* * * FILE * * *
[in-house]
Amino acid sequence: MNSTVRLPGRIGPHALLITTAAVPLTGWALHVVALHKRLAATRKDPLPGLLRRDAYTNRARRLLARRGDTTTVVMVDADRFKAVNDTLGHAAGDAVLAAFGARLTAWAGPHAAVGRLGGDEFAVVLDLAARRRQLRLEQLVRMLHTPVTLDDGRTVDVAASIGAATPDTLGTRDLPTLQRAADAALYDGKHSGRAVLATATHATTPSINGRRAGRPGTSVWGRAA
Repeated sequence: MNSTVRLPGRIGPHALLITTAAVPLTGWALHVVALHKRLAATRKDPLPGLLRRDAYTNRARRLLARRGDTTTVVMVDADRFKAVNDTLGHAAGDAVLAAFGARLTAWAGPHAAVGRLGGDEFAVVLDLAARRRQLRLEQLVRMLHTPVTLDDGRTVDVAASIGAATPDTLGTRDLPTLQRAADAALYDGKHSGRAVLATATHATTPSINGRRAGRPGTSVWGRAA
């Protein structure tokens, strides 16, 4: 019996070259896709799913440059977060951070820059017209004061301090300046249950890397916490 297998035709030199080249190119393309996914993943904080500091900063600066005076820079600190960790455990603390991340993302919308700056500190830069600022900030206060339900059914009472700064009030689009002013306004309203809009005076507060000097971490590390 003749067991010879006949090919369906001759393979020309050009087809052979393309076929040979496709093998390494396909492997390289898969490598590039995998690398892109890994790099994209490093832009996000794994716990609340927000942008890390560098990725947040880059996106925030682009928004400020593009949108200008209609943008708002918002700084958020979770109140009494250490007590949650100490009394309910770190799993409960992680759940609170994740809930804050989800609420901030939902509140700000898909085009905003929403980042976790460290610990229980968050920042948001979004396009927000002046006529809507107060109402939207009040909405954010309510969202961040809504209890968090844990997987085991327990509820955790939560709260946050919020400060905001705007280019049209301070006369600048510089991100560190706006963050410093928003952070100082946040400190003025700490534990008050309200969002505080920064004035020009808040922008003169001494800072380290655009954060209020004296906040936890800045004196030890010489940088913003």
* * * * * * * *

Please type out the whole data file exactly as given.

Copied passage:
[in-house]
Amino acid sequence: MNSTVRLPGRIGPHALLITTAAVPLTGWALHVVALHKRLAATRKDPLPGLLRRDAYTNRARRLLARRGDTTTVVMVDADRFKAVNDTLGHAAGDAVLAAFGARLTAWAGPHAAVGRLGGDEFAVVLDLAARRRQLRLEQLVRMLHTPVTLDDGRTVDVAASIGAATPDTLGTRDLPTLQRAADAALYDGKHSGRAVLATATHATTPSINGRRAGRPGTSVWGRAA
Repeated sequence: MNSTVRLPGRIGPHALLITTAAVPLTGWALHVVALHKRLAATRKDPLPGLLRRDAYTNRARRLLARRGDTTTVVMVDADRFKAVNDTLGHAAGDAVLAAFGARLTAWAGPHAAVGRLGGDEFAVVLDLAARRRQLRLEQLVRMLHTPVTLDDGRTVDVAASIGAATPDTLGTRDLPTLQRAADAALYDGKHSGRAVLATATHATTPSINGRRAGRPGTSVWGRAA
């Protein structure tokens, strides 16, 4: 019996070259896709799913440059977060951070820059017209004061301090300046249950890397916490 297998035709030199080249190119393309996914993943904080500091900063600066005076820079600190960790455990603390991340993302919308700056500190830069600022900030206060339900059914009472700064009030689009002013306004309203809009005076507060000097971490590390 003749067991010879006949090919369906001759393979020309050009087809052979393309076929040979496709093998390494396909492997390289898969490598590039995998690398892109890994790099994209490093832009996000794994716990609340927000942008890390560098990725947040880059996106925030682009928004400020593009949108200008209609943008708002918002700084958020979770109140009494250490007590949650100490009394309910770190799993409960992680759940609170994740809930804050989800609420901030939902509140700000898909085009905003929403980042976790460290610990229980968050920042948001979004396009927000002046006529809507107060109402939207009040909405954010309510969202961040809504209890968090844990997987085991327990509820955790939560709260946050919020400060905001705007280019049209301070006369600048510089991100560190706006963050410093928003952070100082946040400190003025700490534990008050309200969002505080920064004035020009808040922008003169001494800072380290655009954060209020004296906040936890800045004196030890010489940088913003």